An interest in MMOs, reborn
One common thread I’ve heard about gaming for the past several years is the amazing quality of Square Enix’s Final Fantasy XIV: A Realm Reborn. Once arguably the worst mainline title in the series, it has evolved into what many, many, many people consider to be the best MMO on the market. On Destructoid, at E3, at Tennocon, I always seem to stumble across people gushing about their love for this game.
For the longest time, I treated the monthly subscription cost as a barrier to entry. After a year or so of World of Warcraft, I found I didn’t need to pay every month to enjoy a good MMO when there were so many free options or games that only charge me once. But the beckoning call of Final Fantasy XIV is strong, and in wake of the launch of Shadowbringers, it’s now too loud for me to ignore. Last week I picked up the complete edition and am ready to start my journey through wherever the hell this game takes place.
Of course, I don’t want to go in blind, so I asked two prolific FFXIV players on Destructoid — community moderators Pixie and Occams — a few questions that will help me, and hopefully other new players, hit the ground running.
Right off the bat, what is the most important thing people should know when starting up Final Fantasy XIV: A Realm Reborn?
Pixie: Take your time. As with starting any MMO, it is easy to get overwhelmed. There is a lot to do and a lot to see. As you learn your roles of choice, review the descriptions of your skills and spells. There are abilities and spells that evolve over time and start to play off other abilities, so sometimes you should go back and review them.
When you start the game and reach level 16, return to the local dining establishment/bar that the tutorial of the main story led you to in your home town. There is an NPC called The Smith that gives you quests that help you further acclimate to your role and partying with other players. As a reward for completing these tutorial quests, you’ll receive a snazzy set of gear that’s pretty good for the next 10 levels.
Also, follow the main story and your job quests. For your first job, this is a great way to stay geared up, level up quickly and get introduced to other content like fighting primals or joining a Grand Company around level 20.
Grand Companies accept a currency known as Grand Company Seals; they’re accrued doing FATEs, or turning in items you don’t want or no longer need to a Grand Company NPC. You can purchase pretty nice gear on your path to level 50 here, often better than what you could buy off a merchant NPC or the Market Board with Gil.
Finally, and I know I’m running a bit long on this answer, after you finish the level 50 main scenario quest, things get bogged down a little bit. There are a series of roughly 100 quests that bridge A Realm Reborn to Heavensward. It’s great big lore dump that all three expansions benefit from but when you’re nearing level 53 through these quests and are just hyped to enter Heavenward, it’s a bit of drag they tossed in so many fetch quests in ARR.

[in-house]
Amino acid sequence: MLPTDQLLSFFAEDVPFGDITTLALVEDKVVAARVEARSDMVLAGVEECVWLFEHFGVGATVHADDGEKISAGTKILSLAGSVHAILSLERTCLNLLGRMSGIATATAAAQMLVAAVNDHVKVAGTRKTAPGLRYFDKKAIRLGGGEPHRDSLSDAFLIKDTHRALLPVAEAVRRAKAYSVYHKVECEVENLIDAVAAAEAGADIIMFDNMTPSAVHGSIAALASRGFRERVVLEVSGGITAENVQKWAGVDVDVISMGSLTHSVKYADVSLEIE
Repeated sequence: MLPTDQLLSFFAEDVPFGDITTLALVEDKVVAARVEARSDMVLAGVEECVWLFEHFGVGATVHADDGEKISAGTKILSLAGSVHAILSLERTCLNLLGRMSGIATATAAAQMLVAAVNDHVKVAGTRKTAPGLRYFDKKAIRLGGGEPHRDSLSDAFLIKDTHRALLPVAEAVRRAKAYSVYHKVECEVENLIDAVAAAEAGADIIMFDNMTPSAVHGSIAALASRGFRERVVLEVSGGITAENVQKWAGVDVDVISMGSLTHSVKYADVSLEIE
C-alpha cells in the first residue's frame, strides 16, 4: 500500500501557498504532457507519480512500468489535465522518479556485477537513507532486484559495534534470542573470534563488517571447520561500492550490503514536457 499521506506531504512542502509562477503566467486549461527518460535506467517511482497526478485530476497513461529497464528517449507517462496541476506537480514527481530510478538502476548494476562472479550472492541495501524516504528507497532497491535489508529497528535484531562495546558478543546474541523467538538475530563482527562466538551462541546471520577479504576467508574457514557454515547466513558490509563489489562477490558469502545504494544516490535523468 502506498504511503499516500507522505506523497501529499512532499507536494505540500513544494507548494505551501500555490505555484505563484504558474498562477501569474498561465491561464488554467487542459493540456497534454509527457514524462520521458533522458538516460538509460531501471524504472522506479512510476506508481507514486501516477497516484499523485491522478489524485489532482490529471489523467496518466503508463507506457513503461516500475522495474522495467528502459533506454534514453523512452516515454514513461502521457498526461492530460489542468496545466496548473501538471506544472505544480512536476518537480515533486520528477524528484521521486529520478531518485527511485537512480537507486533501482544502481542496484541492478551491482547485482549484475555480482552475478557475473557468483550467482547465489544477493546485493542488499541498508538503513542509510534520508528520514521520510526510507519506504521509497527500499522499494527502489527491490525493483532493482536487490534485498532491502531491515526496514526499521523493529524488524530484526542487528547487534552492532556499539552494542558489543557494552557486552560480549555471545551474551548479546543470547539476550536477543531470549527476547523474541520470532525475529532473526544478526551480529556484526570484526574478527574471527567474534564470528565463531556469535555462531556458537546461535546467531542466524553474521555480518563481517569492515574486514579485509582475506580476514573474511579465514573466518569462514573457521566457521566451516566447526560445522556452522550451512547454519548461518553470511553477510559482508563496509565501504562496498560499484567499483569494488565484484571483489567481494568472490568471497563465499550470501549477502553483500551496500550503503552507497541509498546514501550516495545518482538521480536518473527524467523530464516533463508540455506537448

Thankfully, once that’s done, you never see a roadblock like that, so just stick with it. The best is yet to come!
Also, at 50, do the Crystal Tower raids. For reasons.
Are there differences in which server you choose?
Pixie: Before you could visit other servers within your Data Center, there was more incentive to pick a particular server. Now that you can visit other servers within your data center, there’s less pressure on the choice.
Population per server has never really been an issue as a lot of the content players end up doing is assigned to instances players from other servers can be matched to, but some servers have developed various cultures along the way.
Balmung is famous/infamous for being the big role player server and tough to get into. Lamia is a bit of an all-arounder and pretty laid back but is known to have one of the bigger Spanish-speaking communities. While most servers are friendly to LGBT players, Faerie and Siren have the larger gatherings of LGBT players. Gilgamesh (also known as Greg) has a densely populated raid community with all the pros and cons that entails.
There was a crowdsourced Reddit thread that goes into more detail about the differences that can be found here.
Occams: I picked my server because I liked the name.
For fans of the Final Fantasy franchise, what are some of the aspects from the series that have made their way into A Realm Reborn?
Pixie: Oh wow, where do I even start? You’ll come across staple enemies of the franchise like Malboros, Bombs, and Cactuars possibly before you can even ride your own Chocobo. If you start in Gridania, you’ll meet Moogles right away and see them in every expansion.
Occams: A better question to ask now might be what isn’t in the game? Each new patch and expansion has added so much that its really done a great job at giving fans a love letter to the series. The immediate stuff that a new player will recognize are mainstays like Moogles and Cid while later on there’s high-end content like a raid based in Ivalice and you even get to fight the Ghost Train.
Pixie: Square Enix is often hit-or-miss with exploiting nostalgia, but in Final Fantasy XIV, the team has achieved a Nintendo-esque mastery of using it.